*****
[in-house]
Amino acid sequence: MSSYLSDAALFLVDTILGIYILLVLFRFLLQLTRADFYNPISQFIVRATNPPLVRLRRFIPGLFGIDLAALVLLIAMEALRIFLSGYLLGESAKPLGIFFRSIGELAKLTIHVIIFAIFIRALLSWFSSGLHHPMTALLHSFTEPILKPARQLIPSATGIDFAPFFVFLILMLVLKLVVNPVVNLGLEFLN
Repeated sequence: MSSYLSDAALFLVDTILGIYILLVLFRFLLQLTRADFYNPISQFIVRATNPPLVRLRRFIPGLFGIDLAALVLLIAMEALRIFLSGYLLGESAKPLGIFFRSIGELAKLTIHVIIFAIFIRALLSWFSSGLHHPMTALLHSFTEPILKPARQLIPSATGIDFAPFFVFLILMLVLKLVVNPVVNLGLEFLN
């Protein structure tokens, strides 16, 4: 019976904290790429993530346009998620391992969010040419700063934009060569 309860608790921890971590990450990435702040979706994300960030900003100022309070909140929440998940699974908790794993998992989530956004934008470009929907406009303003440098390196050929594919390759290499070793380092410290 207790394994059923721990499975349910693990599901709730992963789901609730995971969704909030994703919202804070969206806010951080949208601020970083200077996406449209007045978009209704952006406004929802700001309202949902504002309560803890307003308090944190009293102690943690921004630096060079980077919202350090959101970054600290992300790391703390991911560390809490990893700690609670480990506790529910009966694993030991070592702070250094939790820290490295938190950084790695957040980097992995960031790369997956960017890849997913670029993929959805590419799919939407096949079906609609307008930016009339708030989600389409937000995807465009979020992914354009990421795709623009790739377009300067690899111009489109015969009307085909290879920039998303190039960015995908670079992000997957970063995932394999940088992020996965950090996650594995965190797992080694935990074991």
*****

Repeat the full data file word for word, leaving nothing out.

[in-house]
Amino acid sequence: MSSYLSDAALFLVDTILGIYILLVLFRFLLQLTRADFYNPISQFIVRATNPPLVRLRRFIPGLFGIDLAALVLLIAMEALRIFLSGYLLGESAKPLGIFFRSIGELAKLTIHVIIFAIFIRALLSWFSSGLHHPMTALLHSFTEPILKPARQLIPSATGIDFAPFFVFLILMLVLKLVVNPVVNLGLEFLN
Repeated sequence: MSSYLSDAALFLVDTILGIYILLVLFRFLLQLTRADFYNPISQFIVRATNPPLVRLRRFIPGLFGIDLAALVLLIAMEALRIFLSGYLLGESAKPLGIFFRSIGELAKLTIHVIIFAIFIRALLSWFSSGLHHPMTALLHSFTEPILKPARQLIPSATGIDFAPFFVFLILMLVLKLVVNPVVNLGLEFLN
């Protein structure tokens, strides 16, 4: 019976904290790429993530346009998620391992969010040419700063934009060569 309860608790921890971590990450990435702040979706994300960030900003100022309070909140929440998940699974908790794993998992989530956004934008470009929907406009303003440098390196050929594919390759290499070793380092410290 207790394994059923721990499975349910693990599901709730992963789901609730995971969704909030994703919202804070969206806010951080949208601020970083200077996406449209007045978009209704952006406004929802700001309202949902504002309560803890307003308090944190009293102690943690921004630096060079980077919202350090959101970054600290992300790391703390991911560390809490990893700690609670480990506790529910009966694993030991070592702070250094939790820290490295938190950084790695957040980097992995960031790369997956960017890849997913670029993929959805590419799919939407096949079906609609307008930016009339708030989600389409937000995807465009979020992914354009990421795709623009790739377009300067690899111009489109015969009307085909290879920039998303190039960015995908670079992000997957970063995932394999940088992020996965950090996650594995965190797992080694935990074991």